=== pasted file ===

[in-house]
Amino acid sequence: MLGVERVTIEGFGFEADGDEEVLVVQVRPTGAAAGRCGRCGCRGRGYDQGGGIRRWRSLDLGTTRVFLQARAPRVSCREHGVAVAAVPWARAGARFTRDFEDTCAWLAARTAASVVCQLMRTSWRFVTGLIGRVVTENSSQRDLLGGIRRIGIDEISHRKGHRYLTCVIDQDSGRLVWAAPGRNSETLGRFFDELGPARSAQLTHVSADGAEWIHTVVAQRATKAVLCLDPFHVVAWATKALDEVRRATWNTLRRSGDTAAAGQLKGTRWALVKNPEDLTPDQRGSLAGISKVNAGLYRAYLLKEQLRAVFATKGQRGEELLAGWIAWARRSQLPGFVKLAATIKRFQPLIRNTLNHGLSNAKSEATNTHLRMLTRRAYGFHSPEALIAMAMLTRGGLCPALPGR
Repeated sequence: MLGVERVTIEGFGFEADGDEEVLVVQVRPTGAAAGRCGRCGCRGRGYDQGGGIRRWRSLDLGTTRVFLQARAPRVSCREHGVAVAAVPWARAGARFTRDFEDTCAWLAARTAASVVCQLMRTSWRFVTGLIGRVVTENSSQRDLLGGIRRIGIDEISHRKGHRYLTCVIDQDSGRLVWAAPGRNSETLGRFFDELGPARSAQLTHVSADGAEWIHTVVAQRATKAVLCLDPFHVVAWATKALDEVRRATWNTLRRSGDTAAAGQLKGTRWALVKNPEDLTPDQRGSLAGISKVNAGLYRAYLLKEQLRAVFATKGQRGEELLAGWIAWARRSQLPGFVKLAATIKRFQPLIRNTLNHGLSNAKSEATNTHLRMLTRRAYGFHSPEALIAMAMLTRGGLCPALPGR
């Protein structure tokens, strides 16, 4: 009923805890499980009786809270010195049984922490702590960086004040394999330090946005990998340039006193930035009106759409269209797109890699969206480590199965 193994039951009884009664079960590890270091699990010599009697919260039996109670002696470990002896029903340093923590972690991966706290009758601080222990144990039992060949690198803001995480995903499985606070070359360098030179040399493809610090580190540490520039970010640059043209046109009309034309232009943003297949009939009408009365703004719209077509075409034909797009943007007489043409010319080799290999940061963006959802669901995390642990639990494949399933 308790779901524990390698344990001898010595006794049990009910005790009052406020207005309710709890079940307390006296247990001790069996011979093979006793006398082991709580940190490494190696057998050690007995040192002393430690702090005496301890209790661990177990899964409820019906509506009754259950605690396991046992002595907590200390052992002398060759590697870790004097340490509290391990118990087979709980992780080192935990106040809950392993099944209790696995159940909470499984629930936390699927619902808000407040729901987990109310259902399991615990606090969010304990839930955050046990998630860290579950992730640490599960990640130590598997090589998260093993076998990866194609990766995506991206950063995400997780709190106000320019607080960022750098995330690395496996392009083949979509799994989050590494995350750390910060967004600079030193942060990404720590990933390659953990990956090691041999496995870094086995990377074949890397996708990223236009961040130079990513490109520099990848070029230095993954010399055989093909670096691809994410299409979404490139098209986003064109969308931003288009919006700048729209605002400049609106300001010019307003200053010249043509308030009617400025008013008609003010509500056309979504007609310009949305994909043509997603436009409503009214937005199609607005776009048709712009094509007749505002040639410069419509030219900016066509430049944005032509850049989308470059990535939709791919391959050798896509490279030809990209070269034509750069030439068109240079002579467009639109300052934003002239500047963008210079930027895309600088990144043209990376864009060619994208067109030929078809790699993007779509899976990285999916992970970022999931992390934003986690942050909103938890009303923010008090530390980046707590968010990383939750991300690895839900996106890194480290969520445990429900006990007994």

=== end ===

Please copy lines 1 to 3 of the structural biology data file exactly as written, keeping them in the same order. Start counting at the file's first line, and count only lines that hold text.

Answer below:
[in-house]
Amino acid sequence: MLGVERVTIEGFGFEADGDEEVLVVQVRPTGAAAGRCGRCGCRGRGYDQGGGIRRWRSLDLGTTRVFLQARAPRVSCREHGVAVAAVPWARAGARFTRDFEDTCAWLAARTAASVVCQLMRTSWRFVTGLIGRVVTENSSQRDLLGGIRRIGIDEISHRKGHRYLTCVIDQDSGRLVWAAPGRNSETLGRFFDELGPARSAQLTHVSADGAEWIHTVVAQRATKAVLCLDPFHVVAWATKALDEVRRATWNTLRRSGDTAAAGQLKGTRWALVKNPEDLTPDQRGSLAGISKVNAGLYRAYLLKEQLRAVFATKGQRGEELLAGWIAWARRSQLPGFVKLAATIKRFQPLIRNTLNHGLSNAKSEATNTHLRMLTRRAYGFHSPEALIAMAMLTRGGLCPALPGR
Repeated sequence: MLGVERVTIEGFGFEADGDEEVLVVQVRPTGAAAGRCGRCGCRGRGYDQGGGIRRWRSLDLGTTRVFLQARAPRVSCREHGVAVAAVPWARAGARFTRDFEDTCAWLAARTAASVVCQLMRTSWRFVTGLIGRVVTENSSQRDLLGGIRRIGIDEISHRKGHRYLTCVIDQDSGRLVWAAPGRNSETLGRFFDELGPARSAQLTHVSADGAEWIHTVVAQRATKAVLCLDPFHVVAWATKALDEVRRATWNTLRRSGDTAAAGQLKGTRWALVKNPEDLTPDQRGSLAGISKVNAGLYRAYLLKEQLRAVFATKGQRGEELLAGWIAWARRSQLPGFVKLAATIKRFQPLIRNTLNHGLSNAKSEATNTHLRMLTRRAYGFHSPEALIAMAMLTRGGLCPALPGR